In today’s digital world, snail mail is still incredibly labor and resource intensive. Letters must be placed in an envelope, stamped and placed in the collection system. After it is sorted and driven around, it is hand-delivered to its final destination. Will the digital age nearly completely overtake this brick and mortar industry?
Zumbox aims to change the industry by introducing a paperless postal service. This service was just officially launched yesterday at www.zumbox.com. Simply stated, Zumbox creates a webpage for each physical address, allowing users to bypass the snail mail system.
Personal correspondence, financial statements, catalogs, and bills can all be received in this virtual mailbox. Numerous interactive formats can be used, such as Flash, audio, video, and HTML, thus transforming the experience of opening mail. Everything can be sorted and stored digitally, saving large amounts of paper, ink, and file cabinets.
Zumbox boasts bank-level security. After registering on the site, a PIN number is snail mailed to the stated address to ensure privacy.
It is free to send and receive mail, except some charges apply for advertisers and marketers. This may prove to be a very cost-effective and creative format for many organizations and individuals to send mail.
“The paper mail delivery system has not fundamentally changed for two centuries and is a complete disconnect from the digital world,” said Maury Friedman, the founder of Zumbox. “People are ready for a solution that will enable them to benefit from a platform that transforms mail into a rich digital offering, while using the same street addresses to deliver the same mail content.”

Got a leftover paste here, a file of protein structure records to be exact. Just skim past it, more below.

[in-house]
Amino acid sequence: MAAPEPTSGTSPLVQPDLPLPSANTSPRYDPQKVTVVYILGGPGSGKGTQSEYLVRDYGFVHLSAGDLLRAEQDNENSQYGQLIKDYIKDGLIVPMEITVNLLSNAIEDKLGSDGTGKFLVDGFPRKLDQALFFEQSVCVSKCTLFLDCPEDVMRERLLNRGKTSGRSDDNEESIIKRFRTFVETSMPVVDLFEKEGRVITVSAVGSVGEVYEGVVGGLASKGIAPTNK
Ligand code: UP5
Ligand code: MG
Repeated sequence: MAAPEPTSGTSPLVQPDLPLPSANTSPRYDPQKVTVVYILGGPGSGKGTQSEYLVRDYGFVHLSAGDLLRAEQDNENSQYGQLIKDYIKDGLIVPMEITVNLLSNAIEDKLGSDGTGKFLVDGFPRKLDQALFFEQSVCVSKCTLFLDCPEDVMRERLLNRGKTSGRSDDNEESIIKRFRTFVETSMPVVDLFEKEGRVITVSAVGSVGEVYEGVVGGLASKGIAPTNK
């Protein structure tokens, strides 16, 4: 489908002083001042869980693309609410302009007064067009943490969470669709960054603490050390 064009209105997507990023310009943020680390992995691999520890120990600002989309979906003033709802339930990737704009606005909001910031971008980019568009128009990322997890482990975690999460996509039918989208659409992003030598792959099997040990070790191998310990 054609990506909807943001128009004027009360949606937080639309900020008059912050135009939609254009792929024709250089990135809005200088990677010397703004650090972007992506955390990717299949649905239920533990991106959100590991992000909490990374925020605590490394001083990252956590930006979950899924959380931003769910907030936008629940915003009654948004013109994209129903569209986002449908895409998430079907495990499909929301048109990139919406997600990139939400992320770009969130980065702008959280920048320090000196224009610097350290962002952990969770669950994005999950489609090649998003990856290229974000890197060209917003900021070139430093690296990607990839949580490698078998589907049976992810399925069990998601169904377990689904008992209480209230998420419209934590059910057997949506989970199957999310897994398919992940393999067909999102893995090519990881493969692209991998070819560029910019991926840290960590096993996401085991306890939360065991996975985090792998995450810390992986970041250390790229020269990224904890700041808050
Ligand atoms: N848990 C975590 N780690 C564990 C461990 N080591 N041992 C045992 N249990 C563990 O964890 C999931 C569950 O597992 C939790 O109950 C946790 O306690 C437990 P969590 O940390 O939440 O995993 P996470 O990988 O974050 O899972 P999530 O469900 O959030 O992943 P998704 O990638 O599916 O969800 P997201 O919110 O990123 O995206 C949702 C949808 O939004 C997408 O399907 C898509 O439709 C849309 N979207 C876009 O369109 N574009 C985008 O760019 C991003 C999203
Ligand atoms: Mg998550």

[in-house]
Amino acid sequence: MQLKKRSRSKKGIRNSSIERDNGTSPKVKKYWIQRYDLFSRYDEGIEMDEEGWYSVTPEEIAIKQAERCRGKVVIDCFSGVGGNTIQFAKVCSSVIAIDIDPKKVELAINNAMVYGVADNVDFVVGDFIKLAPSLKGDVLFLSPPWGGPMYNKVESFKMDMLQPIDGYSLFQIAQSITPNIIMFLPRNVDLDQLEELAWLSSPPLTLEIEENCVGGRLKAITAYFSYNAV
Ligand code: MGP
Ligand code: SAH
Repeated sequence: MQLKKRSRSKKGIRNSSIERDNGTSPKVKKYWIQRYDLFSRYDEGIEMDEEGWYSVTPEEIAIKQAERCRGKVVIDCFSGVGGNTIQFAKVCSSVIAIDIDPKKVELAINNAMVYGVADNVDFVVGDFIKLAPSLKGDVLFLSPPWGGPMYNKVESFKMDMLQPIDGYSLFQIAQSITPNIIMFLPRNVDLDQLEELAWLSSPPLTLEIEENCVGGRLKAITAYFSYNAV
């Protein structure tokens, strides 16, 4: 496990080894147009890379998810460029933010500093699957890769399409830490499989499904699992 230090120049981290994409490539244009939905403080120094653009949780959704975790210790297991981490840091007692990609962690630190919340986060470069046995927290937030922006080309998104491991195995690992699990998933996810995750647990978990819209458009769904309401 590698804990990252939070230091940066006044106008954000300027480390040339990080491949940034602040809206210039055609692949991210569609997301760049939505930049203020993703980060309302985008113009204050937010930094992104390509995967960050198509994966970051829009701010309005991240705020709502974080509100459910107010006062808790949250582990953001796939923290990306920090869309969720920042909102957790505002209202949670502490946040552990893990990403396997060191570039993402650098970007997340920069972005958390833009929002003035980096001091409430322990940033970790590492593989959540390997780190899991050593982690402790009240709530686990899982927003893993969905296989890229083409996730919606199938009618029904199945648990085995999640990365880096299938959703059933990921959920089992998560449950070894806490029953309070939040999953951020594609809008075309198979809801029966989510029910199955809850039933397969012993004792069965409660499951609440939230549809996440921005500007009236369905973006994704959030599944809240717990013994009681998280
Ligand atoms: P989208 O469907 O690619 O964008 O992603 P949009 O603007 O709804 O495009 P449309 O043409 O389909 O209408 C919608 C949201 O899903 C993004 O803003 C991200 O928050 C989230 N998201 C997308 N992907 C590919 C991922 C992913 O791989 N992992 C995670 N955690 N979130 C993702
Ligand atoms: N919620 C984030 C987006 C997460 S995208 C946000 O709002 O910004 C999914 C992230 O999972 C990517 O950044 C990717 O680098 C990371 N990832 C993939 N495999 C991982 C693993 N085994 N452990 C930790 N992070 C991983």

The Postal Service
A staggering 202.7 billion pieces of mail were delivered in the 2008 fiscal year (October 1, 2007 to September 30, 2008). This actually represented a 4.5% decline from the 2007 fiscal year. It is the largest volume decrease since the great depression, according to Stephen Kearney, senior vice president of customer relations for the Postal Service.
This volume decline is attributed to use of electronic mail and a slow economy. Postal volume has even been called a lesser known economic indicator. For example, direct mail campaigns are being reduced during recessions because they are expensive and banks are extended fewer offers of credit. In addition, some do not mail campaigns have been launched in recent years to save trees.
The Postal Service has come late to the digital world and faces numerous challenges. It is a very labor-intensive business that must operate within the constraints set by Congress, while competing with private delivery companies.
“A lot of people have predicted the demise of the postal service many times before, including after the invention of the telegraph, the telephone and the fax machine,” said Stephen Kearney. “We think when the economy recovers, demand for our shipping and mailing services will be renewed.”